The Right to Have Your Family Involved. Unfortunately, some veterinarians still actively discourage families from having children present during euthanasia in the clinic. The emotion makes them uncomfortable and is disruptive. It is a clinic-focused way of thinking that is not focused on family needs. This is a once in a lifetime transition, and you need to do what you need to do. Many clients do not want their children present, which is fine- especially for kids under 5 who don’t understand what is happening- but it should be your choice. What your children see and hear- or don’t see- will live with them forever. If you don’t know how to approach the conversation- there are many, many professionals who do, and they have excellent resources to help.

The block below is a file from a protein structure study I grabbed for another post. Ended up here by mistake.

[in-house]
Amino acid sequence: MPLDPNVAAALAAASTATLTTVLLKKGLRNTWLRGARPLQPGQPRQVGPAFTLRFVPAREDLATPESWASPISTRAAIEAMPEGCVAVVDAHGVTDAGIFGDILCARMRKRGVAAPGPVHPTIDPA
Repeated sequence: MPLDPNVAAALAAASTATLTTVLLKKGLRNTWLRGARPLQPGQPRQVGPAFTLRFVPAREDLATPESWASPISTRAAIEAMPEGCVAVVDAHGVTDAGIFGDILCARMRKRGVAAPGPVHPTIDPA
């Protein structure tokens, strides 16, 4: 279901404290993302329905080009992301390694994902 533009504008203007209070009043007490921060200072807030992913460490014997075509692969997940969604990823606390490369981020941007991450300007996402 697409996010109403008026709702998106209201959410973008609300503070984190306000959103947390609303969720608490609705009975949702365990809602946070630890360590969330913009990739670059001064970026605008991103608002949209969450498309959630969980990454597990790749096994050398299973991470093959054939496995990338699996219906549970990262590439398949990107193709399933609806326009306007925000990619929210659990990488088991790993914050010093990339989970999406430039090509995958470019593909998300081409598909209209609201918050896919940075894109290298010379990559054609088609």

The Right to Impeccably Respectful Aftercare. Most people don’t want to know what we do with a pet’s body afterwards. If they ask, I would tell them, and assure them we are as respectful as we can be. I believe in transparency. Nonetheless it is a disturbing image to many, myself included. If we can’t be honest without feeling like there’s a need to cushion the blow, why not change it? Especially when it’s such an easy thing to do?
More recently I have worked with a local business that doesn’t use bags or hold pets onsite; pets are wrapped in a clean white sheet and transported directly to the crematory facility, with the family knowing that the position their pet was last placed in is how they will remain. Yes, it costs more. And yes, many people are happy to pay it for that peace of mind. Some clients of mine transport their pet directly to an aftercare facility themselves, or have a trusted friend do it, because that chain of custody is important to them. These are all valid options.